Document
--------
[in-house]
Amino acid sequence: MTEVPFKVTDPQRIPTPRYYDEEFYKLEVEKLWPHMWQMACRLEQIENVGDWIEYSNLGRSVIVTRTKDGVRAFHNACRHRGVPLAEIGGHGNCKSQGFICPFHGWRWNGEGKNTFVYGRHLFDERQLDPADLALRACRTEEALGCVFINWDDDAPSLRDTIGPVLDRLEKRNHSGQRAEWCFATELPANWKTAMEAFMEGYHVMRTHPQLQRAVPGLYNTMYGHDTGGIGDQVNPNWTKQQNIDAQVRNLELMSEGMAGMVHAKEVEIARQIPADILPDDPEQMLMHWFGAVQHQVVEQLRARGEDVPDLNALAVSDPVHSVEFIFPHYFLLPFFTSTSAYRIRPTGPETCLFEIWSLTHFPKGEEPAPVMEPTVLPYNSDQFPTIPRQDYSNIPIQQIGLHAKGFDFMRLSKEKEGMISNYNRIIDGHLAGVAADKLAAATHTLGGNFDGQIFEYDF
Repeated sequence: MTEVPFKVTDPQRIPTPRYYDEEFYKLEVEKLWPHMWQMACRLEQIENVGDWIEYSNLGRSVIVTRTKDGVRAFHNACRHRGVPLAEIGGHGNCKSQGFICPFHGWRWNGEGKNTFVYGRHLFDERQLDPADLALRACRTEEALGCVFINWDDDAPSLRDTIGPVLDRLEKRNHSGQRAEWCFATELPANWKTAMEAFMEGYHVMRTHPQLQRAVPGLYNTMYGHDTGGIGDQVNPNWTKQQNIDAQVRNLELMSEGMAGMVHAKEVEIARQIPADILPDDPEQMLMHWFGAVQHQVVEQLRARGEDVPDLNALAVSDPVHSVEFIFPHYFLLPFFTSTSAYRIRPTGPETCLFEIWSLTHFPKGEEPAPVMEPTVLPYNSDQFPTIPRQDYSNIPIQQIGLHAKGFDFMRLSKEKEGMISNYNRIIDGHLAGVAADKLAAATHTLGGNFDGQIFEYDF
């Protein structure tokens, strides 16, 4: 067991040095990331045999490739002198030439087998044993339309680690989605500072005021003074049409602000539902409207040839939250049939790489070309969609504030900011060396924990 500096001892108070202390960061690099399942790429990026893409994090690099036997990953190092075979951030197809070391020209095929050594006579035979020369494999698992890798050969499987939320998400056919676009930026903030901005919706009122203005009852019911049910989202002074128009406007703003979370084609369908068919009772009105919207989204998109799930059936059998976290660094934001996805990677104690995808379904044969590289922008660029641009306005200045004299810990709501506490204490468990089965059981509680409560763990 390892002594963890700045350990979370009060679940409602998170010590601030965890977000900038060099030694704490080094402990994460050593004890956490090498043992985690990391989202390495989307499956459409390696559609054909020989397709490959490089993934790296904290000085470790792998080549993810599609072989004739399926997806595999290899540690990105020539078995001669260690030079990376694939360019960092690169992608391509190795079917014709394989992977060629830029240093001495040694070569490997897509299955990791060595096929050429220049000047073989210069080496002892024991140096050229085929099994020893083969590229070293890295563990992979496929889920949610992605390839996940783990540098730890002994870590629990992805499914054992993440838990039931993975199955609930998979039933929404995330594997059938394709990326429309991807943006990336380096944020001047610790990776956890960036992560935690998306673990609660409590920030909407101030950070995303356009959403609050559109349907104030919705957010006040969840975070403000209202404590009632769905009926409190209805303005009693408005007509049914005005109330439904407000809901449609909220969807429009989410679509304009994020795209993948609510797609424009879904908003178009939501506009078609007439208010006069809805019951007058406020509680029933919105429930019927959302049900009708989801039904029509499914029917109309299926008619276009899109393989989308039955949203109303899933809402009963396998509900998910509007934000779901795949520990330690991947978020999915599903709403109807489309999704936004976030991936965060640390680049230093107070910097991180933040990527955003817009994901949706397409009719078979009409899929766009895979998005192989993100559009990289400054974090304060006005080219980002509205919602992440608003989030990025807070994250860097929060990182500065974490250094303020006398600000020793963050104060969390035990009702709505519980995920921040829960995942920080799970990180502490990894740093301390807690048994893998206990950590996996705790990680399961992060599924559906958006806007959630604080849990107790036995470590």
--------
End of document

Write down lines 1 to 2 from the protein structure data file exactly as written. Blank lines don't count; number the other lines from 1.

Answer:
[in-house]
Amino acid sequence: MTEVPFKVTDPQRIPTPRYYDEEFYKLEVEKLWPHMWQMACRLEQIENVGDWIEYSNLGRSVIVTRTKDGVRAFHNACRHRGVPLAEIGGHGNCKSQGFICPFHGWRWNGEGKNTFVYGRHLFDERQLDPADLALRACRTEEALGCVFINWDDDAPSLRDTIGPVLDRLEKRNHSGQRAEWCFATELPANWKTAMEAFMEGYHVMRTHPQLQRAVPGLYNTMYGHDTGGIGDQVNPNWTKQQNIDAQVRNLELMSEGMAGMVHAKEVEIARQIPADILPDDPEQMLMHWFGAVQHQVVEQLRARGEDVPDLNALAVSDPVHSVEFIFPHYFLLPFFTSTSAYRIRPTGPETCLFEIWSLTHFPKGEEPAPVMEPTVLPYNSDQFPTIPRQDYSNIPIQQIGLHAKGFDFMRLSKEKEGMISNYNRIIDGHLAGVAADKLAAATHTLGGNFDGQIFEYDF